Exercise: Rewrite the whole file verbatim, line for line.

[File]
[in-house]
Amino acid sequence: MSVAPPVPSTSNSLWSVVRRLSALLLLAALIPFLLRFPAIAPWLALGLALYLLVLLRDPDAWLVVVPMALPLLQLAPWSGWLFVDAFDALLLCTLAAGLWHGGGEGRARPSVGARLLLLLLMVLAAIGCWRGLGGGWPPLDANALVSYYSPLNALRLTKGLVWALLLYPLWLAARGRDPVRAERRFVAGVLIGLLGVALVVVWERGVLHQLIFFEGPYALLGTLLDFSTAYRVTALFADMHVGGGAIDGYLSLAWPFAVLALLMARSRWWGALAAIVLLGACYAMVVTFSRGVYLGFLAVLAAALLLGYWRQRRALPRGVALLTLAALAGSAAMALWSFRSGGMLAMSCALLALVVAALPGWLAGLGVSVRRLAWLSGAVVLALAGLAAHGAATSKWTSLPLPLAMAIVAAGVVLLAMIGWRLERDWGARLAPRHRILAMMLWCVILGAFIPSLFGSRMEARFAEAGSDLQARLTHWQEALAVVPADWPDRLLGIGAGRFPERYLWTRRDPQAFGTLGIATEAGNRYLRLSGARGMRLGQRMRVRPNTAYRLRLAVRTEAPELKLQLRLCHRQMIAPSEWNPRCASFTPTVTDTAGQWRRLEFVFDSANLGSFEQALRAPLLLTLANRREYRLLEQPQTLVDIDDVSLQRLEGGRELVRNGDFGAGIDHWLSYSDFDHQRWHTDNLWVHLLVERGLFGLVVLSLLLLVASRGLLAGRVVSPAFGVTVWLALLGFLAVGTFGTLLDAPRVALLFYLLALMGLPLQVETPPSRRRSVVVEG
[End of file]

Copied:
[in-house]
Amino acid sequence: MSVAPPVPSTSNSLWSVVRRLSALLLLAALIPFLLRFPAIAPWLALGLALYLLVLLRDPDAWLVVVPMALPLLQLAPWSGWLFVDAFDALLLCTLAAGLWHGGGEGRARPSVGARLLLLLLMVLAAIGCWRGLGGGWPPLDANALVSYYSPLNALRLTKGLVWALLLYPLWLAARGRDPVRAERRFVAGVLIGLLGVALVVVWERGVLHQLIFFEGPYALLGTLLDFSTAYRVTALFADMHVGGGAIDGYLSLAWPFAVLALLMARSRWWGALAAIVLLGACYAMVVTFSRGVYLGFLAVLAAALLLGYWRQRRALPRGVALLTLAALAGSAAMALWSFRSGGMLAMSCALLALVVAALPGWLAGLGVSVRRLAWLSGAVVLALAGLAAHGAATSKWTSLPLPLAMAIVAAGVVLLAMIGWRLERDWGARLAPRHRILAMMLWCVILGAFIPSLFGSRMEARFAEAGSDLQARLTHWQEALAVVPADWPDRLLGIGAGRFPERYLWTRRDPQAFGTLGIATEAGNRYLRLSGARGMRLGQRMRVRPNTAYRLRLAVRTEAPELKLQLRLCHRQMIAPSEWNPRCASFTPTVTDTAGQWRRLEFVFDSANLGSFEQALRAPLLLTLANRREYRLLEQPQTLVDIDDVSLQRLEGGRELVRNGDFGAGIDHWLSYSDFDHQRWHTDNLWVHLLVERGLFGLVVLSLLLLVASRGLLAGRVVSPAFGVTVWLALLGFLAVGTFGTLLDAPRVALLFYLLALMGLPLQVETPPSRRRSVVVEG